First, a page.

Dudley Appointed

Browne picked Dudley, a sandy-haired Illinois native, to head the venture. Dudley had worked closely with Browne as his executive assistant, a position that traditionally leads to bigger roles at BP. Dudley, who ran Amoco Corp.’s Russian operations from 1994 to ’97, prior to Amoco’s being acquired by BP, was approved by the billionaires.

TNK-BP got off to a good start. Oil production surged, partly because BP’s technical expertise helped boost output through targeted drilling at aging fields such as Samotlor in western Siberia. Output from Samotlor, Russia’s largest oil field, which was discovered in the 1960s, was in a steep decline by the end of the Soviet era, as traditional techniques yielded less and less crude.

TNK-BP’s net income jumped to $4 billion in 2004 from $2.8 billion a year earlier. Rising production and profits helped keep peace among the TNK-BP partners for the first years of the venture.

Browne said from the outset that the joint venture could face difficulties, as oil companies often do in the countries they work in. “There are always risks,” he said in a 2003 interview. “Our job is to manage our way through these risks.” He said the success of the Russian joint venture could be judged in five years.

`Proper Respect’

Beneath the surface, though, some saw all along that BP and the Russian shareholders were pursuing different goals. “There were storm clouds from the beginning, and they just gathered thicker and thicker,” says Frank Rieber, an American who spearheaded production at Tyumen in 2002 and then worked at TNK-BP until 2005. “They didn’t have the proper respect for the Russians.”

After gaining no concessions from Hayward at the Cyprus meeting in May, the billionaires took their grievances public. With PowerPoint presentations and press interviews, they’ve argued that BP is saddling the venture with high costs and failing to boost profits with investments outside Russia.

“It’s pretty basic,” says Westman of Prosperity Capital. “They don’t feel like this company is working for them. BP has obligations to all TNK-BP shareholders, and I don’t think they’re fulfilling them.”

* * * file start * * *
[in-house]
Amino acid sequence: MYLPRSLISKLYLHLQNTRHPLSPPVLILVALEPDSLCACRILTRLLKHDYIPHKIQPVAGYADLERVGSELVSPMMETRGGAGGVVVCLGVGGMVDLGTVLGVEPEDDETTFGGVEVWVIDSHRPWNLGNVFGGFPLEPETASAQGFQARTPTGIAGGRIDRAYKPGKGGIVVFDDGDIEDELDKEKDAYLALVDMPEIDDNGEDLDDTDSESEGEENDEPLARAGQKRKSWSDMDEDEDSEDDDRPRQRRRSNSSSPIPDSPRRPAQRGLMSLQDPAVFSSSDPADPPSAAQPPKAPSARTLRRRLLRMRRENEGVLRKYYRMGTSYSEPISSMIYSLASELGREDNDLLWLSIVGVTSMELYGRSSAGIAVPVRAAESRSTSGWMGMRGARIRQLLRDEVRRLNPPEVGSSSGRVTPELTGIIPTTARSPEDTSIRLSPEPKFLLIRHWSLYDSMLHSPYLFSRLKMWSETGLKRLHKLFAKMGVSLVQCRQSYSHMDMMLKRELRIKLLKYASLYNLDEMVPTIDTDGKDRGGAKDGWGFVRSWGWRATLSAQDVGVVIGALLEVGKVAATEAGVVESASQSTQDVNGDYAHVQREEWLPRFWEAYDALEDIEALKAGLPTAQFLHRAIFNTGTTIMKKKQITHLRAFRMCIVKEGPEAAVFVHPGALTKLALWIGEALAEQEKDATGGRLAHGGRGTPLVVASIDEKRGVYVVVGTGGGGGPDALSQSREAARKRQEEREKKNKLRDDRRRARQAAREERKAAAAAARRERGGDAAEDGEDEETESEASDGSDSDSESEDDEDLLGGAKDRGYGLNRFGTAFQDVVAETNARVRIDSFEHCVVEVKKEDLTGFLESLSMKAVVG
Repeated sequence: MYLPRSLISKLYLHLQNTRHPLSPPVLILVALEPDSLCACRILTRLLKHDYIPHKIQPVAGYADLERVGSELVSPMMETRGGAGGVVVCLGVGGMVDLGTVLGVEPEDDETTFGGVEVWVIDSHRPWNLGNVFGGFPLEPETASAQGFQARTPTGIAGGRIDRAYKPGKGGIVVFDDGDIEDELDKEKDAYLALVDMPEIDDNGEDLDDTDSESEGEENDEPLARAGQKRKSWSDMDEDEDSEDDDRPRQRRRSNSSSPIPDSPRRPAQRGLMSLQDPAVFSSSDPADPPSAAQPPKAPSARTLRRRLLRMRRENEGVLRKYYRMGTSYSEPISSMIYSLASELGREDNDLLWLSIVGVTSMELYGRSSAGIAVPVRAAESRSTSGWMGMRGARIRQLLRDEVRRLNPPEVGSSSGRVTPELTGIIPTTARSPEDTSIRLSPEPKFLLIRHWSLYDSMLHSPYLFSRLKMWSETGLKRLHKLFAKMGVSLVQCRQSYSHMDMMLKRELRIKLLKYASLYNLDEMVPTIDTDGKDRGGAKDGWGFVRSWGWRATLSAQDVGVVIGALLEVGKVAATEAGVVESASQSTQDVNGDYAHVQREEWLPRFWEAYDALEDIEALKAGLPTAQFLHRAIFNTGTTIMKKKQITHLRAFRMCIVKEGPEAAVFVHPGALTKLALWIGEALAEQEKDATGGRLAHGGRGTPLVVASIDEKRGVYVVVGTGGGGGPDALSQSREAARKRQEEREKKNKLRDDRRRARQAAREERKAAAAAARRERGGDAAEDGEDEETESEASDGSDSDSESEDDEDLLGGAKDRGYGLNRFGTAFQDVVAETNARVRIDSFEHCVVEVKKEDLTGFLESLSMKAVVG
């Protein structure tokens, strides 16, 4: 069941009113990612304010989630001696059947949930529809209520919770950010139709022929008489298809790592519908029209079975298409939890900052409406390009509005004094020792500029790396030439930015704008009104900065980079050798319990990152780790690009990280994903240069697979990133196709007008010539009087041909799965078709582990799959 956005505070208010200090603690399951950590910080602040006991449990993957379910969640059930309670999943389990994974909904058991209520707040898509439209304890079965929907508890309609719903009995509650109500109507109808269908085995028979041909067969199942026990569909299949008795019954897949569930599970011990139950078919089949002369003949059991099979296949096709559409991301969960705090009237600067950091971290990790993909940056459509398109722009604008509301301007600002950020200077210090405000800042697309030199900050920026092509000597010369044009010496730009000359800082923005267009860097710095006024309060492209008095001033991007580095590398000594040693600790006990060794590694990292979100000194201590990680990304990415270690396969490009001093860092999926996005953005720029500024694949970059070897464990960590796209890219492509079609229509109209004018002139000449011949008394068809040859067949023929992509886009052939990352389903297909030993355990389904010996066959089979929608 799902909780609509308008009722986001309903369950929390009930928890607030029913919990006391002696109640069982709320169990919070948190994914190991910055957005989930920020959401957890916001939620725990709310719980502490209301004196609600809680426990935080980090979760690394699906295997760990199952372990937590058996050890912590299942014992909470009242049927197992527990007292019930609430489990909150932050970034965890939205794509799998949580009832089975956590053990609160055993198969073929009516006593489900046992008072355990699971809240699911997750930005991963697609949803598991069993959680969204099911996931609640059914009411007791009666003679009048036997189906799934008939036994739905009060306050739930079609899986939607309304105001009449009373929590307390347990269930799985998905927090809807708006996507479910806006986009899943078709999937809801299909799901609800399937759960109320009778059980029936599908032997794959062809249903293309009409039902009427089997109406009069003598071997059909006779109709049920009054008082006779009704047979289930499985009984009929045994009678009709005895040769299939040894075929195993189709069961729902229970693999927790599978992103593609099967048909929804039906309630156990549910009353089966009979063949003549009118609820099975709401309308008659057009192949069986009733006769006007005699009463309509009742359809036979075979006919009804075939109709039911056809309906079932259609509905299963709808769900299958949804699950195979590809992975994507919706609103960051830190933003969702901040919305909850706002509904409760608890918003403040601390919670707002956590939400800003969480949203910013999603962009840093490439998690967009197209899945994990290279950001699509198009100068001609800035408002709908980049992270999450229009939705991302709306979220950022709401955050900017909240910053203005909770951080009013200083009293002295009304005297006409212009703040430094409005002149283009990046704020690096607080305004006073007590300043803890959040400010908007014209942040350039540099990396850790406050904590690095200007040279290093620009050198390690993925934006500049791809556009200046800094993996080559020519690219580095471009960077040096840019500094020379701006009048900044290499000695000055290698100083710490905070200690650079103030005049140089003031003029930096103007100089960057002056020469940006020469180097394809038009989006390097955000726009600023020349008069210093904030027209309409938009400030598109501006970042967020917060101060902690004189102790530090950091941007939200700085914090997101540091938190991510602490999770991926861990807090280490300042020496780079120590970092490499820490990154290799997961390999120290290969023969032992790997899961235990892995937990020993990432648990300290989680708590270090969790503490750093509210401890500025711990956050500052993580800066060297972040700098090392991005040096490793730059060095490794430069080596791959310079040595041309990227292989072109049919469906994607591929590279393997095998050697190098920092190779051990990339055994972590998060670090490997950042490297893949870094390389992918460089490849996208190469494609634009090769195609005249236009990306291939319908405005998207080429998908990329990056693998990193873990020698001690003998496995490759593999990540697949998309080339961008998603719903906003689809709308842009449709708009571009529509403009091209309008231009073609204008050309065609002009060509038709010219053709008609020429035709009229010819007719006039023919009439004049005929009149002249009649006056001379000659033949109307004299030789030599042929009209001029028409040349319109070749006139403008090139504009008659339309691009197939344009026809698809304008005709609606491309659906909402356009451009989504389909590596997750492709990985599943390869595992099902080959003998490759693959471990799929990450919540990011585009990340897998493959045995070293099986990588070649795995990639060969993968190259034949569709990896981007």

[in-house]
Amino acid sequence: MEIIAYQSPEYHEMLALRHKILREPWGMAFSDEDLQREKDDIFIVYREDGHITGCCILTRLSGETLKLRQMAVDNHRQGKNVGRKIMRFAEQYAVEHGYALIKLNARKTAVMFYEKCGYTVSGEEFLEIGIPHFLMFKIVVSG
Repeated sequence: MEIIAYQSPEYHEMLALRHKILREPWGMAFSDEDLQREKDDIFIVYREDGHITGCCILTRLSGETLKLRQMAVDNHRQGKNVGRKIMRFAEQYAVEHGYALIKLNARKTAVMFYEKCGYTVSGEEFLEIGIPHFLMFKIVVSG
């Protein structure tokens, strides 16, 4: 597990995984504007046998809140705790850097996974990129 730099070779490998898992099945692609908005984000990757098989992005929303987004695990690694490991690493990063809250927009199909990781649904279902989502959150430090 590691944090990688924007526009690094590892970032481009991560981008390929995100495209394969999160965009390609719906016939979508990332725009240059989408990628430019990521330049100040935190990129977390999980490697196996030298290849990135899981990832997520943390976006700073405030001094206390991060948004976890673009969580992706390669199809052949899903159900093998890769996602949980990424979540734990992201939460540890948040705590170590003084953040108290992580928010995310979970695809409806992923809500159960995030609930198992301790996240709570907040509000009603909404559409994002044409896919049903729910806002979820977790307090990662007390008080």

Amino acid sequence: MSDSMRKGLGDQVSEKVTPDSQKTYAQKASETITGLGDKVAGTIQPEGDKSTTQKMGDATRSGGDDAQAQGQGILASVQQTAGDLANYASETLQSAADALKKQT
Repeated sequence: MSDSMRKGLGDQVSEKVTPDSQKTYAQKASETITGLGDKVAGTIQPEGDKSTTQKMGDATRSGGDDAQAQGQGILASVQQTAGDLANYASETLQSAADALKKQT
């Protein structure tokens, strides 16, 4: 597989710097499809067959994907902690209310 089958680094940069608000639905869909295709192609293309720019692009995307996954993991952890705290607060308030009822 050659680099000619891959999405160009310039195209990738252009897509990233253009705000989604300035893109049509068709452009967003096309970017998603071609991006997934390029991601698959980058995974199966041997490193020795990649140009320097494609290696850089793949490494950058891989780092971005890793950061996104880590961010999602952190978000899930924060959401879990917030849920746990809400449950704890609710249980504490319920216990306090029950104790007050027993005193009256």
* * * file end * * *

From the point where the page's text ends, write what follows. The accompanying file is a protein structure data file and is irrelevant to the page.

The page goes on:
Hunting Trips

Fridman, Khan, Vekselberg and Blavatnik are self-made men who are used to outsize returns on their private equity investments. They’ve remained united against BP, bound by ties that stretch back to the 1990s and earlier. Fridman, 44, known for keeping a spotless desk, has been the most outspoken. His Alfa Group owns 25 percent of TNK-BP. Fridman founded Alfa with Khan, 46, in the 1990s after the two attended university together. Fridman, Khan and Vekselberg maintain tight social bonds by going together on frequent hunting safaris, colleagues say. Their group’s name, AAR, comes from the initials for Alfa Group, Blavatnik’s Access Industries and Vekselberg’s Renova Group conglomerate. Blavatnik emigrated to the U.S. in 1978 and is an American citizen.

By last year, TNK-BP was coming up against the challenges that have now split the billionaires and BP. Capital spending in 2007 surged 53 percent to $3.5 billion as the venture spent more to boost output and find new deposits. Dividends declared that year were 49 percent of profit, down from 75 percent in 2006. TNK-BP’s profit fell 21 percent in 2007 to $5.3 billion because of the sale of a production unit.

International Reach

The billionaires say BP is too focused on efforts to find new oil and gas deposits to boost its reserves. Investors value giant energy companies such as BP on their ability to discover enough new oil and gas to at least replace what they pump. The Russian shareholders, by contrast, favor production and refining that drives annual profits and their returns. Higher earnings mean higher dividends, which they split with BP.